The Sudbury Star is the City of Greater Sudbury’s daily newspaper.
TORONTO — Pulling stuff out of the ground is catching on with Premier Dalton McGuinty. “His curiosity was piqued,” McGuinty said Thursday of a meeting he had with Prime Minister Stephen Harper on Tuesday regarding development of the so-called Ring of Fire area of Northern Ontario.
“I pressed upon the prime minister that we’ve got a great natural resource in our own province right here in our backyard that we need to develop together,” McGuinty said.
The Ring of Fire, about 250 km west of James Bay, holds North America’s largest deposit of chromite. Chromite is an important building block of stainless steel and the find could mean billions of dollars if it’s developed.
“We need to put a road up there, we need to extend electricity transmission up there, we need to invest the skills and training levels of our First Nations communities,” McGuinty said.
“This is a big project we can’t do it on our own, so what I invited the prime minister to do it, to give some thought as to how we might partner together with our First Nations communities to take every advantage of this new opportunity in our backyard.”
The Ring of Fire contains North America’s only known large-scale chromite deposit. If Cleveland-based Cliffs Natural Resources Inc develops the Black Thor project, it will likely revolutionize the stainless steel industry on the continent, which now relies on imports from South Africa and Kazakhstan. It would make Canada the world’s fourth-largest chromite producer.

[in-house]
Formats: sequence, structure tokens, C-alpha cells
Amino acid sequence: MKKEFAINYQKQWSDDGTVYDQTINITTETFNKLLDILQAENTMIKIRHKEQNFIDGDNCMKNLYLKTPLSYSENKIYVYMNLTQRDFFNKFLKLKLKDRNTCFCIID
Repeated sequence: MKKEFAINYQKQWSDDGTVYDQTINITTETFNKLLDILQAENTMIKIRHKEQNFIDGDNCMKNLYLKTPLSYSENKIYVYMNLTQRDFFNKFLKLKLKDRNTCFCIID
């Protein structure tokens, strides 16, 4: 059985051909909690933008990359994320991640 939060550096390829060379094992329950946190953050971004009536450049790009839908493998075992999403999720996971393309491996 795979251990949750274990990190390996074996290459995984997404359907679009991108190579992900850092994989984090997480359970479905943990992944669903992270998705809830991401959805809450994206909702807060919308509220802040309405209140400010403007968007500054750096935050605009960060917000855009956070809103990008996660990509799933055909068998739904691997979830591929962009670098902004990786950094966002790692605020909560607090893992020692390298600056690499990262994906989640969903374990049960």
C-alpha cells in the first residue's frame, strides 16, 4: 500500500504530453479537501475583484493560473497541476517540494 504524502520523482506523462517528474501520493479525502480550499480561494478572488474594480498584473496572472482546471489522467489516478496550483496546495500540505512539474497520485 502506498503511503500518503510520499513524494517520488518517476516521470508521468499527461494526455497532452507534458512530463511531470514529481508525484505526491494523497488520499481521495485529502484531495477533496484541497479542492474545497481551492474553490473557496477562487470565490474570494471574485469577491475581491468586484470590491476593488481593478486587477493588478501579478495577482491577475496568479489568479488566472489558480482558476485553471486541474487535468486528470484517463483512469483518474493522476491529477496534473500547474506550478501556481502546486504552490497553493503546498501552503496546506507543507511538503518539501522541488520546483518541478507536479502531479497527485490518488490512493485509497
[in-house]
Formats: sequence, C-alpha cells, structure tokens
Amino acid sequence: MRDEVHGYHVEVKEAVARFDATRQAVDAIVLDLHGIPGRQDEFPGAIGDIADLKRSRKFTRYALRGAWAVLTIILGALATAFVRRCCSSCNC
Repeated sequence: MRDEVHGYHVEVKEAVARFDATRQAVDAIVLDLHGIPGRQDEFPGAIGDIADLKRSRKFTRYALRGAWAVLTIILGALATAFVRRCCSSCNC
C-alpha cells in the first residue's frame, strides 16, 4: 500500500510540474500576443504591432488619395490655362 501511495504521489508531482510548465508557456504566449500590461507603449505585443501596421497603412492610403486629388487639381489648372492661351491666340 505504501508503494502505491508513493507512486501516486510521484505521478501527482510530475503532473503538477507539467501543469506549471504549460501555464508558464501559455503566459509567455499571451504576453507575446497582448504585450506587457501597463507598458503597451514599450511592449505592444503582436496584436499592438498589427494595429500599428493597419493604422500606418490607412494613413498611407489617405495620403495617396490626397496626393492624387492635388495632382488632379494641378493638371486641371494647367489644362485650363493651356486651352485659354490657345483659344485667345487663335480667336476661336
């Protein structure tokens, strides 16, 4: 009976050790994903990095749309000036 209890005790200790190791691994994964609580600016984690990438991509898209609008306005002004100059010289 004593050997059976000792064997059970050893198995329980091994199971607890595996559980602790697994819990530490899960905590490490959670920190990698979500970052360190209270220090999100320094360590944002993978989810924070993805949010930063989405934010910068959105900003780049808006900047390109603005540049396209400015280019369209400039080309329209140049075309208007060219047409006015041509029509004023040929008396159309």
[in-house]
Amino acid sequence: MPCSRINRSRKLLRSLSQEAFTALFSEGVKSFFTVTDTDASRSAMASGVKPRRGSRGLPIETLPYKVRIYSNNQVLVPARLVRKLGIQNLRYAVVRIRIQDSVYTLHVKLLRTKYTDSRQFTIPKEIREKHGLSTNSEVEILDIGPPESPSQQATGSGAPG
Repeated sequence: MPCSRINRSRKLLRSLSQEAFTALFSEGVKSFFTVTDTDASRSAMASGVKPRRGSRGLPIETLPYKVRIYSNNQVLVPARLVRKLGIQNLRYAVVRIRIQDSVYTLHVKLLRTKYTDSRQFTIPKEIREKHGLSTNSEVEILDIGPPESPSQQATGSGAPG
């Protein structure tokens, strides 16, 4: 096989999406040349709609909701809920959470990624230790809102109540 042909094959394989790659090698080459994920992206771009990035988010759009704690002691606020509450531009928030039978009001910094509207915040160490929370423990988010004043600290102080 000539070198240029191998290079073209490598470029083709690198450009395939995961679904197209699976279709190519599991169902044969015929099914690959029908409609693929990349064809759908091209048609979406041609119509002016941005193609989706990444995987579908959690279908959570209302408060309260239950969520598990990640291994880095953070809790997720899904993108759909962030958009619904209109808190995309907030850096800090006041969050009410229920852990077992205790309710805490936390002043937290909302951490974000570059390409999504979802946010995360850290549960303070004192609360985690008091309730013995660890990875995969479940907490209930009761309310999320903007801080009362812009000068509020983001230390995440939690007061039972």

Black Thor is the first of many projects that could keep the Ring of Fire bustling with drills, crushers and dump trucks well into the next century – until the deposits run dry.
The price of the Cliffs project has already ballooned to $3.3 billion from an earlier estimate closer to $1 billion. Costs include a smelter hundreds of miles south in Capreol, and some $600 million for an all-season road.
The Capreol smelter would create 400 to 500 jobs. Cliffs would create a simila number of jobs at the mine site.
Provincial officials said McGuinty and Harper met for about 45 minutes at a downtown hotel Tuesday morning. Federal officials confirmed the meeting but said it was private and would not take questions on what was discussed.
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